11/20/2013 10:48 am ET Updated Jan 25, 2014

The Challenges of Distracted Driving

Few would disagree that distracted drivers pose a real danger to everyone on the road. Emotions run high on the topic. The image of a person driving while engaging in activity that kills or injures people will make anyone's blood pressure spike, particularly if you are a family member of one of the victims. Distraction is more than texting and cell phones; all distractions, such as eating, drinking, talking with passengers and reading directions, can comprise a driver's ability to focus.

Many traffic safety professionals struggle with this issue because it is difficult to fully understand. While some research at the national level has concluded that distractions were a factor in as many as 3,331 fatalities in 2011, state-level crash data does not capture sufficient detail to determine the scope of the problem or the impact current programs and safe driving messages are having.

To address any problem in traffic safety, you need to understand every aspect. That requires data and lots of it. Our primary source of data comes from the police crash report. If the information is not captured on the report, it is not available for analysis. In Michigan, we have been coding "distracted" and "cell phone use" on the crash report since 1999, but data on specific distractions is still a few years away and will require modifications to the crash report design. Changing the report is no simple task. Our report is electronic and changes are expensive. You don't change the report for only one data element and don't change it frequently due to cost. As a result, a high level of detail regarding distracted driving data is just beginning to be collected in Michigan and many other states.

Reliability of data is another challenge. A crash report consists of an investigating officer's opinions based on the facts and circumstances at a crash scene, interviews with witnesses, physical evidence, etc. Making determinations on whether a distraction was involved can be difficult, let alone what the distraction was. Many drivers will be less than forthcoming about whether they were on a cell phone. If the driver is alone in the vehicle and killed, statements from the driver are not available and you have to rely on other sources of information or cell phone records. Some agencies may not pursue search warrants for cell phone data in a single vehicle crash where the driver was the only occupant and is deceased. Therefore, reliability of data and underreporting are recognized as some of the biggest challenges with regard to distracted driving.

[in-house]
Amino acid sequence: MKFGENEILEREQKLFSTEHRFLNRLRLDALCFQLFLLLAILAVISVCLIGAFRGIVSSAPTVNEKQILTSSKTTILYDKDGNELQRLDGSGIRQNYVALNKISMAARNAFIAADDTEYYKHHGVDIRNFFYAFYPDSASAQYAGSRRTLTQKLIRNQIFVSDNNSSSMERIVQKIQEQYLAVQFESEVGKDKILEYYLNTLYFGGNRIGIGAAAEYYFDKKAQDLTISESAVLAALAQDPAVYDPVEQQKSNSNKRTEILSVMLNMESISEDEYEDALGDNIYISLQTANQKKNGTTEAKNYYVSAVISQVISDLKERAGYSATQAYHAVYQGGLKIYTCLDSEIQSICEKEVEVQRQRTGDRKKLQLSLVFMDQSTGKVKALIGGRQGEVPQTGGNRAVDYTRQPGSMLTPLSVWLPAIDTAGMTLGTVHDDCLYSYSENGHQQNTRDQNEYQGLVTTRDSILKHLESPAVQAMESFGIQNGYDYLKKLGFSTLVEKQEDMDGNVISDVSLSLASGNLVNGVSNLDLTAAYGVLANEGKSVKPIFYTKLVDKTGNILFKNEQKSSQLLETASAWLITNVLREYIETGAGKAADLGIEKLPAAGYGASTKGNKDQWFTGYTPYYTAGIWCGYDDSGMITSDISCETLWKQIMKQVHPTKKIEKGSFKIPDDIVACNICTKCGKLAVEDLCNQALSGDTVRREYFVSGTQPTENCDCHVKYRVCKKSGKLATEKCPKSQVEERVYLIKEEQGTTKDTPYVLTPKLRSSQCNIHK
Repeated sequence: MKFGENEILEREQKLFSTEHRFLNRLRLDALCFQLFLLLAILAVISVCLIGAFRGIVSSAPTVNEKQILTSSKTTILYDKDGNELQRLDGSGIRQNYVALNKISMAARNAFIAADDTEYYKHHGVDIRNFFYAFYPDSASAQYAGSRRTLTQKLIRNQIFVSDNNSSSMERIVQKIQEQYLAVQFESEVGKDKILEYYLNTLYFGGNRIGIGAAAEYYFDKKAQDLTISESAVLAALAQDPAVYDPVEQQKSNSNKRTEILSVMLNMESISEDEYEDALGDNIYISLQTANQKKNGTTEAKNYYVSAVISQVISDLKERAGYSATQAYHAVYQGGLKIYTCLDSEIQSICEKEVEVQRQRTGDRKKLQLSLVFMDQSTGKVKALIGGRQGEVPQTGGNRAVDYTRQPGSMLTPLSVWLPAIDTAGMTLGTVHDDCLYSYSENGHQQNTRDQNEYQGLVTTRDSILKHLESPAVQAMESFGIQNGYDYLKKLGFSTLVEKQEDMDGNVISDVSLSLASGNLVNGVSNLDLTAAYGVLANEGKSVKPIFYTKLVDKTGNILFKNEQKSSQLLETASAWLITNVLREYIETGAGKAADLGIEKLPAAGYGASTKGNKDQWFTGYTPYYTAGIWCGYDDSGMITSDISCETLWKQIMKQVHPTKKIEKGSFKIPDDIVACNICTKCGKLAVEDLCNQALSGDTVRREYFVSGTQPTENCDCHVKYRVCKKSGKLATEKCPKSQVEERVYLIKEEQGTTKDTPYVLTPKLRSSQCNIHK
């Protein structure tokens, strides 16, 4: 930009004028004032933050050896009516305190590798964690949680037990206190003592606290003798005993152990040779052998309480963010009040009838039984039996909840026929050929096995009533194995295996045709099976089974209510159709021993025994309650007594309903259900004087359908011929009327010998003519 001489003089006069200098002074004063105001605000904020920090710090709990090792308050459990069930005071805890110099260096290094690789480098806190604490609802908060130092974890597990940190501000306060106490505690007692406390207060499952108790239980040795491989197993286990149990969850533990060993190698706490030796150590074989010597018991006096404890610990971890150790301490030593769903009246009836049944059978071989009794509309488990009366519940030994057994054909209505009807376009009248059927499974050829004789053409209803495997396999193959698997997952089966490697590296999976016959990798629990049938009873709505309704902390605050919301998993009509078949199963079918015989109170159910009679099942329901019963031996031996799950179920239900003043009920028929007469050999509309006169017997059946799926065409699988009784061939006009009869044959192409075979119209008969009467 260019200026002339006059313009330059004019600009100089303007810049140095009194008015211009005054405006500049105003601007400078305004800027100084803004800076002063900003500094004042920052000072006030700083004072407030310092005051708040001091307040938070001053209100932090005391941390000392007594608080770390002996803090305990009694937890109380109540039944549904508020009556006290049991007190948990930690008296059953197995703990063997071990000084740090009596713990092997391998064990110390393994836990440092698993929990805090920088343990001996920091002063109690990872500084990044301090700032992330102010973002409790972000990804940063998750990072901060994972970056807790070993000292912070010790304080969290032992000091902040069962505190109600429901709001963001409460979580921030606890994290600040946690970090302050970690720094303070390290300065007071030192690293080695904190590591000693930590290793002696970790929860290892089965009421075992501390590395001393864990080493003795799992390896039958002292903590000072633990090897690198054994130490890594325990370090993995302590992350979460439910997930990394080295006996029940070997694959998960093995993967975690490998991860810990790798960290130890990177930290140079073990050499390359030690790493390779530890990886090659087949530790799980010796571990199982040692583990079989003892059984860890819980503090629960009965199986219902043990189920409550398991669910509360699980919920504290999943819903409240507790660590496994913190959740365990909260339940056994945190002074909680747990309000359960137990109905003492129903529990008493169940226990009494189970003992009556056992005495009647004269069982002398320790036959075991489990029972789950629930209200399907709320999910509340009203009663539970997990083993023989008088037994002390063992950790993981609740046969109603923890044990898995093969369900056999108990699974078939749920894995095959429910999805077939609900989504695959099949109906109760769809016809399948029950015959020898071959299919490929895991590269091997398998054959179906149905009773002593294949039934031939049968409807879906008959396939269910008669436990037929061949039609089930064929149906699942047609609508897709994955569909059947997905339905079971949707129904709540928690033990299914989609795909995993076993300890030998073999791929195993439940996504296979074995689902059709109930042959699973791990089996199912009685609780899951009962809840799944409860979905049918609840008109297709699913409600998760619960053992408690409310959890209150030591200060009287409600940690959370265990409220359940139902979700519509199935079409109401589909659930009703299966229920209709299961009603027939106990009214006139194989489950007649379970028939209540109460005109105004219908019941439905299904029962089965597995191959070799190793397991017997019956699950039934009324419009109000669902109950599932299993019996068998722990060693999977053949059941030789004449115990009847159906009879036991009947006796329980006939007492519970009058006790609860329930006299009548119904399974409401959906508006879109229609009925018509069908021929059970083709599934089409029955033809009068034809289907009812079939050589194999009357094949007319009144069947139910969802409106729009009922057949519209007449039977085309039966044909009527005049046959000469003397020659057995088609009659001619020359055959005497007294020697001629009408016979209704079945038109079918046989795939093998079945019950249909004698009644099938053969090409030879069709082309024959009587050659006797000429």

Limited resources are another challenge. Public resources should be utilized in the most cost-effective manner possible. The traffic safety mission is driving down fatalities and injuries as quickly as possible and showing results for the investment of finite public dollars.

In the world of finite resources, impaired driving from alcohol, drugs or other substances has historically been right there with seat belt use in terms of priorities. While some research has indicated that distracted driving is as dangerous as the impaired driver, more research and data are needed.

Here's why:

In Michigan over the last five years, there were 25 times more fatal crashes that involved alcohol and/or drugs as those that were identified as distraction-related. We know the problem is underreported, but by how much? In a very data-driven process, major funding investments to implement distracted driving countermeasures, when you don't know the full extent of the problem or have a reliable method to measure the impact of your countermeasures, are going to be challenging in the foreseeable future.

Lastly, there also needs to be consistency in how we define and code the data. Imagine hundreds of thousands of law enforcement officers across the country policing crashes. Now imagine the challenge of making sure they all have relatively consistent training on how to define distracted driving and how to code it accurately in a crash report for future analysis by traffic safety professionals and researchers.

Distractions are a problem, of that I am confident. People typically don't run red lights or stop signs on purpose, which means they were doing something other than piloting the vehicle. Whether they were on a cell phone, texting, eating, drinking coffee, putting on eyeliner, day-dreaming or asleep is often difficult to determine. This information is crucial to moving forward with campaigns and programs that bring about real and meaningful change.

What we know for certain is that we are going to get better at making these determinations through improved technology, better investigative methods, and consistency in analyzing the data at the state and national level. We have to know what we are dealing with in order to implement countermeasures and measure the impact. Research, public policy development, strict enforcement of current laws, and public awareness will all play key roles in future efforts to address the distracted driving problem.

This post is part of a series produced by The Huffington Post and the Harvard School of Public Health in an effort to call more attention to the dangers of texting while driving. Distracted driving is the cause of 350,000 crashes per year, and the series will be putting a spotlight on efforts being made to combat the crisis by the public and private sectors and the academic and nonprofit worlds. In addition to original reporting on the subject, we'll feature at least one post a day every weekday in November. To see all the posts in the series, click here; for more information on the national effort, click here.

And if you'd like to share your story or observation, please send us your 500-850-word post to